Happy Business Tax Day!

That’s right, a month before most people get excited about what their refund might be, business owners across the country have been struggling to get their business tax returns across the finish line on March 15th, the deadline for business taxes.

If you work for a small business, ever wonder why your boss gets cranky about this time each year, or the week or so after the end of each quarter? Because of this special day for year-end taxes, and more special days each quarter, small business owners live on a different tax calendar than most people. Businesses which use fiscal years are on yet another special tax calendar.

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Make Mistakes Quickly

When running a small business, it is important to make mistakes. A lot of them. And as fast as you can.

That seems counter-intuitive, but it is true. Embracing your mistakes and the opportunity hidden inside each one gives you a huge competitive advantage over larger companies. At the typical risk-averse BigCo, mistakes can often be career-ending events, hype and motivational posters to the contrary.

Fortunately, you, as a small business owner, are going to have plenty of opportunities to make mistakes, and it is highly unlikely that you are going to fire yourself. A small business operates in a world of competing pressures and opportunities, and with limited resources. Your business is built on your personal expertise, and that comes from experience and learning from those experiences, good and bad alike. Like any experience, your mistakes have value. Our business has accumulated a lot of this kind of value over the years!

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The Key To Success

“Your job is to make my job easier.”
Tony Soprano

Every now and then a TV show will produce a nugget of wisdom, and that quote above is one of the best I’ve seen. In the TV show “Sopranos”, mob boss Tony was telling a subordinate to get his act together and stop doing thoughtless things that made Tony’s day harder. On the other hand, for years, the cartoon strip “Dilbert”, the TV show “The Office”, and the movie “Office Space”, all of which I enjoy, laid subtle memes that bosses are out-of-touch idiots and suitable objects for ridicule. These media icons, and others like them before and since, are successful because they take real situations and amplify the silly parts. Soon, everyone in the office or in the shop is laughing about how “that’s so true!” about their own boss, when in reality the comparison is probably only superficial. High-tech people are especially prone to absorption of these memes and subsequent impatience with bosses and coworkers alike; the stereotypical IT guy isn’t, in turn, a source of humor for no reason. In my younger years, I succumbed to the dark side a time or two myself, and in the process limited my own success. If we are honest with ourselves, most of us (show of hands, here’s mine) have dipped our toe in this pool. The ease of Internet web-snarking and trolling, allowing these habits to quickly metastasize across organizational boundaries, doesn’t help, either.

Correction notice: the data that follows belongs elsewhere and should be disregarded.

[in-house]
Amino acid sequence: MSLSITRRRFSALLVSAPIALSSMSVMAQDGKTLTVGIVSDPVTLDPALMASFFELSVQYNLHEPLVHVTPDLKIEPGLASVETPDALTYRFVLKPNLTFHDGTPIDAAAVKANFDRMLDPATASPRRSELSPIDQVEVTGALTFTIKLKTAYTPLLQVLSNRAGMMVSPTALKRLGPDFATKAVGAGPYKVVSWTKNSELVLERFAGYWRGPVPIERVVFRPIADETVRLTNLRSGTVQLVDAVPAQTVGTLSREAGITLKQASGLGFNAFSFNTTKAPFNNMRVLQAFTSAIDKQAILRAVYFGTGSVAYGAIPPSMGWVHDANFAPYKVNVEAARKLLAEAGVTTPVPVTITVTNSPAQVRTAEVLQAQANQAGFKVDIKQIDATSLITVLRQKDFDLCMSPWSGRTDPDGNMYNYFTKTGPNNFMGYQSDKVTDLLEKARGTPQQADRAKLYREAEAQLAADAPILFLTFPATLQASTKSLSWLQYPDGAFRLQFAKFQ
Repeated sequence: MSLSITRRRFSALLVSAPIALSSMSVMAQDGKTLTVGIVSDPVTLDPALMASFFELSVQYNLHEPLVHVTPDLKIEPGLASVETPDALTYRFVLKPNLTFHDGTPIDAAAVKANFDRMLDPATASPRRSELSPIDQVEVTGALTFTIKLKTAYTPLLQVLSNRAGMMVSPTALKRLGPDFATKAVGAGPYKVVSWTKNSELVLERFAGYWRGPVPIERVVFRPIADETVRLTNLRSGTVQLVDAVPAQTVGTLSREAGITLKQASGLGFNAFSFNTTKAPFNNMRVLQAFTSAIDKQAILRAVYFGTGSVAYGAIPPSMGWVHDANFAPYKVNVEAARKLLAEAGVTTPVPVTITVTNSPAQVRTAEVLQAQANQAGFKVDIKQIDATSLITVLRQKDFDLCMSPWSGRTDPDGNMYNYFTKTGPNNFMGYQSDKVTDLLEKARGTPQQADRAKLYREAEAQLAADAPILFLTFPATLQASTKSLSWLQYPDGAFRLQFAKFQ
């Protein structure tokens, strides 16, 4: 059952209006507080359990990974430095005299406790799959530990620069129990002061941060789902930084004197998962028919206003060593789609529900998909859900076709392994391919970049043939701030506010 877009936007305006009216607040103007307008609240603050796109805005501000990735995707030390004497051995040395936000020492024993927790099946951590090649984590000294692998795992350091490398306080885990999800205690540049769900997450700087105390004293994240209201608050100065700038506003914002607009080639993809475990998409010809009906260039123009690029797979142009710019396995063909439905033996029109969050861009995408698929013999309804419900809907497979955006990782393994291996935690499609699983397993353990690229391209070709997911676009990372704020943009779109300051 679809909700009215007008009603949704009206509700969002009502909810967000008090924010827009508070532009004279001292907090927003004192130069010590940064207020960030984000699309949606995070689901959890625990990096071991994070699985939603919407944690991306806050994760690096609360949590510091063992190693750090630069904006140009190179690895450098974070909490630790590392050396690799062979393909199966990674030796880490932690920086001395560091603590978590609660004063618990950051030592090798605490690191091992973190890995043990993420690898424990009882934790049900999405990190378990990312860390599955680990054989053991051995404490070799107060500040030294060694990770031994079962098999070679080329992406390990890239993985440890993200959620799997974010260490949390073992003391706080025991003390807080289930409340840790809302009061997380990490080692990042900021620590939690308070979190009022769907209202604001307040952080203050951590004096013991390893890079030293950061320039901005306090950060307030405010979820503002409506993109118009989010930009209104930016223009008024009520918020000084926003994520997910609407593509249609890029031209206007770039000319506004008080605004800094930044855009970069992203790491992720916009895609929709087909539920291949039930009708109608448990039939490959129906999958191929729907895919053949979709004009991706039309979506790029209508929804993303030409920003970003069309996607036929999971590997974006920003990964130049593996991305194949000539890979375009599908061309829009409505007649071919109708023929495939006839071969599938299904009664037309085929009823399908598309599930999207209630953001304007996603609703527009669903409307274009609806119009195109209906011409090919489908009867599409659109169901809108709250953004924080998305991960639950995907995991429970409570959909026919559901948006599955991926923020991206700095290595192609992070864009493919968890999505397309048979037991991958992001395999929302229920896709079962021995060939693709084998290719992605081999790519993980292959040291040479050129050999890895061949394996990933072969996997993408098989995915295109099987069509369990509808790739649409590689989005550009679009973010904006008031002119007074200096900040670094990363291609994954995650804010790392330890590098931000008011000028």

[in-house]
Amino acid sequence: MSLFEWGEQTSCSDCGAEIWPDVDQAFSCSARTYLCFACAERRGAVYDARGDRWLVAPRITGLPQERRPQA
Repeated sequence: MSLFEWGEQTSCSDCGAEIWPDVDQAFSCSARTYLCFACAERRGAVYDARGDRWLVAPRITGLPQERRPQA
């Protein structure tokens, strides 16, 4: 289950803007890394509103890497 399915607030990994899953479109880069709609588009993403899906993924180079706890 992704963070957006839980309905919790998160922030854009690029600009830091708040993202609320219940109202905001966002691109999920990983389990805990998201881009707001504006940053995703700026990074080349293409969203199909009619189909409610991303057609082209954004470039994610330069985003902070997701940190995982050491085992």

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Time Management Skills

When running a small business, you wear many hats, and time management skills become essential to success. The Naval Academy taught a simple time management system to incoming plebes each year, and I’ve adapted that system over the years to running SoftBaugh. A “time management system” can also be thought of as a “task management system”, since you use time to accomplish tasks. Over the years, I’ve tried most of the big names for planning systems and software, including web- and cloud-based systems, but I keep coming back to the old reliable pen and paper method that works for me. Plus, what I use doesn’t take up half the briefcase with giant planning books, and I can walk around on a project site without stuff falling out everywhere. Better, my planner is always “connected”. This system incorporates four major low tech components:

A wall-mounted whiteboard
A large, year-long paper calendar
Full sheets of scrap paper
100-page, wide ruled, bound composition books

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Welcome!

Back in 1998, we started SoftBaugh to give ourselves a vehicle to do two things: a) design, manufacture and sell our own products, and b) help others do the same.

The road to that point, and the road since, has been a long and winding one. At the Naval Academy, some friends and I started a company. The Marine Corps sent me to learn sales and marketing skills at Xerox to prepare me for recruiting duty. While an Operations Officer at Marine Corps Recruiting Station Cincinnati, I first became exposed to the bimonthly Midnight Engineering magazine, and even had an article published in that magazine about time management skills as taught at the Naval Academy. That magazine, and some phone calls with Bill Gates (the real one who ran the magazine; that software guy is a different one) planted the seed for me to run my own business.

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